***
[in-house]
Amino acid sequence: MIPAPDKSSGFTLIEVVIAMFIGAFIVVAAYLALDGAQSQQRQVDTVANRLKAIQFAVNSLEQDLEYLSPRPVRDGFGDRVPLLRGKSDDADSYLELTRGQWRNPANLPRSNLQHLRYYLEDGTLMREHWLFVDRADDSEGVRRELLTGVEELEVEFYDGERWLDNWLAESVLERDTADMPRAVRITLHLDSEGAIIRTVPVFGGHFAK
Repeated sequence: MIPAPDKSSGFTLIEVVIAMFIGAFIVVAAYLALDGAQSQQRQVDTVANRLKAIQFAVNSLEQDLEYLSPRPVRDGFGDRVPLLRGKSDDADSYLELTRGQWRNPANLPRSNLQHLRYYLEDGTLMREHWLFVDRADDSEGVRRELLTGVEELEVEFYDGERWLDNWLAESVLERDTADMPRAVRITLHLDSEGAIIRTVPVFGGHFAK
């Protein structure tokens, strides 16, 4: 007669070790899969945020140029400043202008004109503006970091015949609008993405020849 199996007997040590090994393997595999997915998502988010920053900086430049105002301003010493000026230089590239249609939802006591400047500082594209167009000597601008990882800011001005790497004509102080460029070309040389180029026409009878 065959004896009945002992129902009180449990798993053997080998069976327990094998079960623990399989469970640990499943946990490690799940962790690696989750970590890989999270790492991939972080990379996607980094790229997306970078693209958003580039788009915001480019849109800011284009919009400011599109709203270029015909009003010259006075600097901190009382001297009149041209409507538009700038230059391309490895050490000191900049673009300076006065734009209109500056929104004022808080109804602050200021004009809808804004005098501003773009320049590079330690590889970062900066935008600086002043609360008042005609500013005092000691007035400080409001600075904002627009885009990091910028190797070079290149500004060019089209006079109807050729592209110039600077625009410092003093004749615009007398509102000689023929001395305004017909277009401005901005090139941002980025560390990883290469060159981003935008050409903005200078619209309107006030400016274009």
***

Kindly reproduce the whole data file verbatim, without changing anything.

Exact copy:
[in-house]
Amino acid sequence: MIPAPDKSSGFTLIEVVIAMFIGAFIVVAAYLALDGAQSQQRQVDTVANRLKAIQFAVNSLEQDLEYLSPRPVRDGFGDRVPLLRGKSDDADSYLELTRGQWRNPANLPRSNLQHLRYYLEDGTLMREHWLFVDRADDSEGVRRELLTGVEELEVEFYDGERWLDNWLAESVLERDTADMPRAVRITLHLDSEGAIIRTVPVFGGHFAK
Repeated sequence: MIPAPDKSSGFTLIEVVIAMFIGAFIVVAAYLALDGAQSQQRQVDTVANRLKAIQFAVNSLEQDLEYLSPRPVRDGFGDRVPLLRGKSDDADSYLELTRGQWRNPANLPRSNLQHLRYYLEDGTLMREHWLFVDRADDSEGVRRELLTGVEELEVEFYDGERWLDNWLAESVLERDTADMPRAVRITLHLDSEGAIIRTVPVFGGHFAK
């Protein structure tokens, strides 16, 4: 007669070790899969945020140029400043202008004109503006970091015949609008993405020849 199996007997040590090994393997595999997915998502988010920053900086430049105002301003010493000026230089590239249609939802006591400047500082594209167009000597601008990882800011001005790497004509102080460029070309040389180029026409009878 065959004896009945002992129902009180449990798993053997080998069976327990094998079960623990399989469970640990499943946990490690799940962790690696989750970590890989999270790492991939972080990379996607980094790229997306970078693209958003580039788009915001480019849109800011284009919009400011599109709203270029015909009003010259006075600097901190009382001297009149041209409507538009700038230059391309490895050490000191900049673009300076006065734009209109500056929104004022808080109804602050200021004009809808804004005098501003773009320049590079330690590889970062900066935008600086002043609360008042005609500013005092000691007035400080409001600075904002627009885009990091910028190797070079290149500004060019089209006079109807050729592209110039600077625009410092003093004749615009007398509102000689023929001395305004017909277009401005901005090139941002980025560390990883290469060159981003935008050409903005200078619209309107006030400016274009």